By Jay Jay Giong-an
For new pet owners, it is advisable that upon acquiring a new pet, it should be brought to the veterinarian for a preliminary examination in order to assess the animal and get advice on raising the young dog or cat, get tips about housebreaking, and to fix the deworming/vaccination schedule.
The first trip to the clinic often includes deworming, and there should be vaccinations during the next visits—plural, not just one. The schedule and type of vaccinations depends on the veterinary clinic’s protocol/program. Usually, vaccines are given at intervals of every 2-3 weeks.
Aside from deworming and vaccinations, the vet also assesses and monitors your pet’s overall health and progress. At this stage, your vet is your partner in keeping your pet healthy so it is necessary that you and your vet establish a good rapport. Do not be afraid to ask questions; I assure you, vets have heard a lot of interesting questions.
As a general consensus, when your pet reaches a year old, it’s considered an adult, though it should be noted that large breed dogs are considered mature at a later age—at 18 months old.
HOW OFTEN SHOULD YOU VISIT YOUR VETERINARIAN?
Most fur-parents bring in their pets annually for booster shots for rabies, 5-in-1, and kennel cough vaccines; some bring them in more frequently for regular deworming, which can be given as often as every three months.
Many clinics nowadays remind their clients regarding their pet’s schedules, but as the primary caregivers and carers for your pets, clients should also be aware of this. It makes a veterinarian happy if more fur-parents are keen regarding their pet’s clinic visits.
THE IMPORTANCE OF ANNUAL WELLNESS EXAMS
What is an annual veterinary wellness exam? Just think about it; we humans visit our doctors for yearly checkups with the sole purpose being to monitor our general health, and for early detection—and subsequently, prompt treatment of illnesses. The same goes for your pets.
During an annual exam, the vet takes a closer look at your pet and compares the findings from those of your previous visits.
The vet also reviews your pet’s vaccination status, parasite control regimen (not only for intestinal worms but also for ticks, fleas, mites, and heartworm), dental health, nutrition, exercise and activity, and many more. This gives pet owners an opportunity to inform the vet about observations that are out of the ordinary, and even small changes in their pet’s routine or behavior.
An annual wellness exam allows the vet to detect small problems before these become full-blown sicknesses. It gives the vet the chance to catch a problem early on, which will spare your pet from debilitating pain, suffering, and possibly even death.
GERIATRIC OR ‘SENIOR’ SCREENING
Once your pet hits the “senior” age—which is roughly 7 to 10 years and older—vets also recommend screening tests for older pets. Diseases like diabetes, kidney disease, and some hormonal diseases occur much more frequently in older animals. Blood tests, radiographs, and other specific tests are helpful for identifying these diseases before severe and/or irreversible damage is done.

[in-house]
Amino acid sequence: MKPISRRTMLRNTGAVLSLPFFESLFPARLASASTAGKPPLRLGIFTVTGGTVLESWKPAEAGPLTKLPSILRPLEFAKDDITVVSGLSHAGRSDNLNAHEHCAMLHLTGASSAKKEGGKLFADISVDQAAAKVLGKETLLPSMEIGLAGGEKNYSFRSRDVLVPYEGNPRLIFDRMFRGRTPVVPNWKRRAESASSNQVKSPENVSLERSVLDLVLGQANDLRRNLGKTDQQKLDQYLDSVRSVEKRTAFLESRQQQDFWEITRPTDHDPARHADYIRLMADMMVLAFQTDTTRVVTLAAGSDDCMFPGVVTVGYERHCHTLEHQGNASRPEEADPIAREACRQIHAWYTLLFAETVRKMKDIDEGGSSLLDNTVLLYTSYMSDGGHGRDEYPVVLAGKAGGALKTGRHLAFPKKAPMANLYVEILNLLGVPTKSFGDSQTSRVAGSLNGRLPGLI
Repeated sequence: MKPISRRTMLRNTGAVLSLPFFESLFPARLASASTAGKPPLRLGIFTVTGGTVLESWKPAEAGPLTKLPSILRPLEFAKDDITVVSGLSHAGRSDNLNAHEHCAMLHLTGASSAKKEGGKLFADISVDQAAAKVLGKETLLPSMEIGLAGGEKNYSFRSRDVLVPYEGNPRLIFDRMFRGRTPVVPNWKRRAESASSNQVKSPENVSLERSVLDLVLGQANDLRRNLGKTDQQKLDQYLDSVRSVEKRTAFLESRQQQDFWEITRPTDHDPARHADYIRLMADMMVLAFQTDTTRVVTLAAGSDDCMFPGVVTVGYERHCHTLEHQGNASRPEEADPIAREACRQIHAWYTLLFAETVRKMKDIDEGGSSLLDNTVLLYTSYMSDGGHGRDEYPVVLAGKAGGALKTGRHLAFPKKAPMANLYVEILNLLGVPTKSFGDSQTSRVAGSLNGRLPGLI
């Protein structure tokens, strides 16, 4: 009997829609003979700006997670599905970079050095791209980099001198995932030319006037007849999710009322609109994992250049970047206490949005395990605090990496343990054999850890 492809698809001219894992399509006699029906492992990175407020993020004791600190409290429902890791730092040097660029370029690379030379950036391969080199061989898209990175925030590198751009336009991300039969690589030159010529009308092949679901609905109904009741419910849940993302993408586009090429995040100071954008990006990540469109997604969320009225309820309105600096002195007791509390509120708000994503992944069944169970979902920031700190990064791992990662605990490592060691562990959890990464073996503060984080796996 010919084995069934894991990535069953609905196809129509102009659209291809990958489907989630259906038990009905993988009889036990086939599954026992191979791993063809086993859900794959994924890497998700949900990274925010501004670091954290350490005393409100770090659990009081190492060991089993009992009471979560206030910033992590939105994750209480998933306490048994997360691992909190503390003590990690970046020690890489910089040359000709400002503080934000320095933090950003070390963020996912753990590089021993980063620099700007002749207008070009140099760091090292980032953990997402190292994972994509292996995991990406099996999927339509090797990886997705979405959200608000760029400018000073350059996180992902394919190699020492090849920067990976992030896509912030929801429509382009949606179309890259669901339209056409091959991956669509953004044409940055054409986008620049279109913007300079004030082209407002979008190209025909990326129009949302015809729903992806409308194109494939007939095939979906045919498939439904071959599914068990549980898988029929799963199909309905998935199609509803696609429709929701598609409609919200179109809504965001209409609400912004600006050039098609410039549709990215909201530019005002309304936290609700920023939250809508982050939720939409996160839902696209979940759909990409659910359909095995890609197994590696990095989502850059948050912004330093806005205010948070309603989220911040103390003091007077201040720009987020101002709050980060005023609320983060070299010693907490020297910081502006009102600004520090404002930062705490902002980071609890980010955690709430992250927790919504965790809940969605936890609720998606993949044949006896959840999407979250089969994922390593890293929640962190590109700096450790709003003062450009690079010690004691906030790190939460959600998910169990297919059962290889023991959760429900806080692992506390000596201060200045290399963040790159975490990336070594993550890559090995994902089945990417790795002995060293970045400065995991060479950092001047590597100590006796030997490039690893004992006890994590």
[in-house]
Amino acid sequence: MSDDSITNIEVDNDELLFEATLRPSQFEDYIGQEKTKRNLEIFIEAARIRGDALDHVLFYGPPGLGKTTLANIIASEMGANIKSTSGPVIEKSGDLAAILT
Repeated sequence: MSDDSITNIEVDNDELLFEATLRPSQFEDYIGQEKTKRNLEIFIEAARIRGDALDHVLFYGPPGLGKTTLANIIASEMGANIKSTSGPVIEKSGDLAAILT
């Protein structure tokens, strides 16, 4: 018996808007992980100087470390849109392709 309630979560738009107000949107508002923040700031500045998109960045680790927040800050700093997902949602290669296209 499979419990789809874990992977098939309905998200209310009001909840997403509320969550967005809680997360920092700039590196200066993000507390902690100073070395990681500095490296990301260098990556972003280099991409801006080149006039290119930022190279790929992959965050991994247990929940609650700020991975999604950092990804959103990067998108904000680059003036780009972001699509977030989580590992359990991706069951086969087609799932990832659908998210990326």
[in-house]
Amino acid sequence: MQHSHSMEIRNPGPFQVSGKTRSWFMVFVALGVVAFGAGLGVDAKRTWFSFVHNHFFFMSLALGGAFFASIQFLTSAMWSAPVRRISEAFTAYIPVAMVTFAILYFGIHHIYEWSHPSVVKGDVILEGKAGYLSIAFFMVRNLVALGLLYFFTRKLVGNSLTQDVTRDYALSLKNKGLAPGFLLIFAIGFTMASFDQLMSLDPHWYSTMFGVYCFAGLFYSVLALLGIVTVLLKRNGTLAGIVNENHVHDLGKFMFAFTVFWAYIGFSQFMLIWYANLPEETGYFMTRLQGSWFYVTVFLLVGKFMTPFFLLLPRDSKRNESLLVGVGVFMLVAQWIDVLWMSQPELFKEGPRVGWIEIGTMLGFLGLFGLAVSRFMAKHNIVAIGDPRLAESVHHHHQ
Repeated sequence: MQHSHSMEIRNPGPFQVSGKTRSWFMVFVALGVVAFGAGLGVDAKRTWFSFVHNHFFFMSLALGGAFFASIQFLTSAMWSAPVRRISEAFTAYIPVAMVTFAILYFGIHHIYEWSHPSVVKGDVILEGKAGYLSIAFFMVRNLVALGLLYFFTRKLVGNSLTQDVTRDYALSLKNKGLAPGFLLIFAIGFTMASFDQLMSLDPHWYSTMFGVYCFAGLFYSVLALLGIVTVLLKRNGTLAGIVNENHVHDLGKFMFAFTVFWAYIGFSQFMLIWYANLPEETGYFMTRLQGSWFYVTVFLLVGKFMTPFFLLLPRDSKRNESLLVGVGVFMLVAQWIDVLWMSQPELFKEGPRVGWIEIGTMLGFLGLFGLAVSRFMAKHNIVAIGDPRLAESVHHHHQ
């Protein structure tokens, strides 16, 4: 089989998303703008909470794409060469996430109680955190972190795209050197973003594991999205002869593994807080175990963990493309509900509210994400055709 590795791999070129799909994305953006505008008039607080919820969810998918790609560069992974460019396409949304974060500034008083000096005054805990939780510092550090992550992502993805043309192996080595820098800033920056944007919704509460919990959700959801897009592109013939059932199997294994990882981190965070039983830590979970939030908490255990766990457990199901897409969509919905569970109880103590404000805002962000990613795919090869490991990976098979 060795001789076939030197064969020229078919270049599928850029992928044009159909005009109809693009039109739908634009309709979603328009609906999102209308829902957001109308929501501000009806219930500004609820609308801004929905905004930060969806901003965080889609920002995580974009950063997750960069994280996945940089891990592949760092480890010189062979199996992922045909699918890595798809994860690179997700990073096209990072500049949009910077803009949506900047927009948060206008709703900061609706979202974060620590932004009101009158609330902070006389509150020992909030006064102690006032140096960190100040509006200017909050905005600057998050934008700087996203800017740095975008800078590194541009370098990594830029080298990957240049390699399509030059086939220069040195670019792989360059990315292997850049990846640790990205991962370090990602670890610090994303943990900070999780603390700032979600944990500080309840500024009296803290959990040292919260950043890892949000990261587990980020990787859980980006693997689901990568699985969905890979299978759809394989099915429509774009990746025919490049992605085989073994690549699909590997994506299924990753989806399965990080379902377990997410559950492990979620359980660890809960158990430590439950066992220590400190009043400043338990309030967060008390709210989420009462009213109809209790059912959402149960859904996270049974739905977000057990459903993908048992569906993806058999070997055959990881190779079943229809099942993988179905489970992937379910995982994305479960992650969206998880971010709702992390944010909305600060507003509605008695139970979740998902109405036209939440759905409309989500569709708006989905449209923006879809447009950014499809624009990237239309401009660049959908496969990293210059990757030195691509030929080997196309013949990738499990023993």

Abnormal results can indicate a problem, thus prompting early diagnosis and treatment. Normal results, on the other hand, can be used as a baseline against which future results can be compared.
Many senior animals are also on maintenance medications and require regular tests to evaluate the medication level and the potential harmful effects on various organs. Dental health is also very important for senior pets; they require more frequent dental checkups to prevent complications that could arise from periodontal disease.
POTENTIALLY DANGEROUS TRENDS
One recent and noticeable trend is that even if there is a marked increase in the number of dog and cat owners, the number of clinic visits has declined drastically. Fewer and fewer clients are bringing their pets to clinics, even for annual vaccines.
The reasons behind this trend are probably due to misconceptions about pet health. Some clients think that annual wellness exams are unnecessary and do not help in the overall health of the animal. But, as the saying goes, prevention is always better than the cure. The idea that you visit the vet only if your pet is sick no longer applies.
Another misconception is that owners trust Google more than their vets. The worst case is that sometimes, the owner has already made his or her own diagnosis based on Internet searches and have tried to medicate the pet themselves before bringing it in for consultation. As a result, pets are sicker than they would have been if the owner had taken the pet in at the first sign of sickness. This delay often leads to more expensive and time-consuming treatment.
To sum things up, annual exams along with recommended blood screenings for older animals, vaccinations, heartworm testing, and parasite control will help your pets live happier and longer lives with you.
This appeared in Animal Scene magazine’s January 2017 issue.